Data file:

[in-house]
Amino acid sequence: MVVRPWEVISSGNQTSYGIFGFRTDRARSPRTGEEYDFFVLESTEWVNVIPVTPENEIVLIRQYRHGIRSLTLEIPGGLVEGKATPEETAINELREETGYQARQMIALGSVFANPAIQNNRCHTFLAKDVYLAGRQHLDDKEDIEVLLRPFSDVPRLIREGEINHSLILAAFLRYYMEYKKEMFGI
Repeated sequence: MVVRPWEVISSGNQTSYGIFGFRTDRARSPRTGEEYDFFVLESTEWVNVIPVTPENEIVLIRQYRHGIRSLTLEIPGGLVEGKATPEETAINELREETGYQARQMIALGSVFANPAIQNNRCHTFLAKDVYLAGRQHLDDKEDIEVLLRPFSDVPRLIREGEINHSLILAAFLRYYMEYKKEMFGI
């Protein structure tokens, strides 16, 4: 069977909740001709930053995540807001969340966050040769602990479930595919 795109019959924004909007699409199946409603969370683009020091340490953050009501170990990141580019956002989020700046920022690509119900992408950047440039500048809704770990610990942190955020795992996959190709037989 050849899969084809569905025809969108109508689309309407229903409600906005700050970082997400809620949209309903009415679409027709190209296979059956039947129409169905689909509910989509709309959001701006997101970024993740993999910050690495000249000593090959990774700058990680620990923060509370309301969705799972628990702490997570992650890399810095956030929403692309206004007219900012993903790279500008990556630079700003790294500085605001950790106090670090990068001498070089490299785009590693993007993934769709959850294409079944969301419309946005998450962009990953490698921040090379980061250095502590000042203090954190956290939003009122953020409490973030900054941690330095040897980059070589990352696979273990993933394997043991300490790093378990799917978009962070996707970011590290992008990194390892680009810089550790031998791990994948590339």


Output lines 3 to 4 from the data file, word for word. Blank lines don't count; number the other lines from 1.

Repeated sequence: MVVRPWEVISSGNQTSYGIFGFRTDRARSPRTGEEYDFFVLESTEWVNVIPVTPENEIVLIRQYRHGIRSLTLEIPGGLVEGKATPEETAINELREETGYQARQMIALGSVFANPAIQNNRCHTFLAKDVYLAGRQHLDDKEDIEVLLRPFSDVPRLIREGEINHSLILAAFLRYYMEYKKEMFGI
């Protein structure tokens, strides 16, 4: 069977909740001709930053995540807001969340966050040769602990479930595919 795109019959924004909007699409199946409603969370683009020091340490953050009501170990990141580019956002989020700046920022690509119900992408950047440039500048809704770990610990942190955020795992996959190709037989 050849899969084809569905025809969108109508689309309407229903409600906005700050970082997400809620949209309903009415679409027709190209296979059956039947129409169905689909509910989509709309959001701006997101970024993740993999910050690495000249000593090959990774700058990680620990923060509370309301969705799972628990702490997570992650890399810095956030929403692309206004007219900012993903790279500008990556630079700003790294500085605001950790106090670090990068001498070089490299785009590693993007993934769709959850294409079944969301419309946005998450962009990953490698921040090379980061250095502590000042203090954190956290939003009122953020409490973030900054941690330095040897980059070589990352696979273990993933394997043991300490790093378990799917978009962070996707970011590290992008990194390892680009810089550790031998791990994948590339």